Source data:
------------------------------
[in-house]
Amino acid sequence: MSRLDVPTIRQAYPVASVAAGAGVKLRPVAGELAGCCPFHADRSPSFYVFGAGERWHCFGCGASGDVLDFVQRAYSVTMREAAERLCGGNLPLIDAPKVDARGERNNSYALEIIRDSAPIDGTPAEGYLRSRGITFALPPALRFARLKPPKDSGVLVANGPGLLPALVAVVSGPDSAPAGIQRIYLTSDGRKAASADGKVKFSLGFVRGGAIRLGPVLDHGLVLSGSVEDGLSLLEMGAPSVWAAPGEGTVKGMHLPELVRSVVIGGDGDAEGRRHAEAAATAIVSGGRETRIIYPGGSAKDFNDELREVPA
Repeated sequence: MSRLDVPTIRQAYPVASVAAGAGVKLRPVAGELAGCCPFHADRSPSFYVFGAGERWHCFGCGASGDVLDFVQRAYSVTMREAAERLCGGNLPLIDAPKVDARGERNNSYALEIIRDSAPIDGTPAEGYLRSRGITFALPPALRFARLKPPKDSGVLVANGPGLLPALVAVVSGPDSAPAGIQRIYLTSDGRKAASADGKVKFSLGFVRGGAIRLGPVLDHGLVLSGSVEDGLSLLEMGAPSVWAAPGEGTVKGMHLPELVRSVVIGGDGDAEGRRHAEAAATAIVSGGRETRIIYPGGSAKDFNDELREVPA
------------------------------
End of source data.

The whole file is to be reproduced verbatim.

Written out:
[in-house]
Amino acid sequence: MSRLDVPTIRQAYPVASVAAGAGVKLRPVAGELAGCCPFHADRSPSFYVFGAGERWHCFGCGASGDVLDFVQRAYSVTMREAAERLCGGNLPLIDAPKVDARGERNNSYALEIIRDSAPIDGTPAEGYLRSRGITFALPPALRFARLKPPKDSGVLVANGPGLLPALVAVVSGPDSAPAGIQRIYLTSDGRKAASADGKVKFSLGFVRGGAIRLGPVLDHGLVLSGSVEDGLSLLEMGAPSVWAAPGEGTVKGMHLPELVRSVVIGGDGDAEGRRHAEAAATAIVSGGRETRIIYPGGSAKDFNDELREVPA
Repeated sequence: MSRLDVPTIRQAYPVASVAAGAGVKLRPVAGELAGCCPFHADRSPSFYVFGAGERWHCFGCGASGDVLDFVQRAYSVTMREAAERLCGGNLPLIDAPKVDARGERNNSYALEIIRDSAPIDGTPAEGYLRSRGITFALPPALRFARLKPPKDSGVLVANGPGLLPALVAVVSGPDSAPAGIQRIYLTSDGRKAASADGKVKFSLGFVRGGAIRLGPVLDHGLVLSGSVEDGLSLLEMGAPSVWAAPGEGTVKGMHLPELVRSVVIGGDGDAEGRRHAEAAATAIVSGGRETRIIYPGGSAKDFNDELREVPA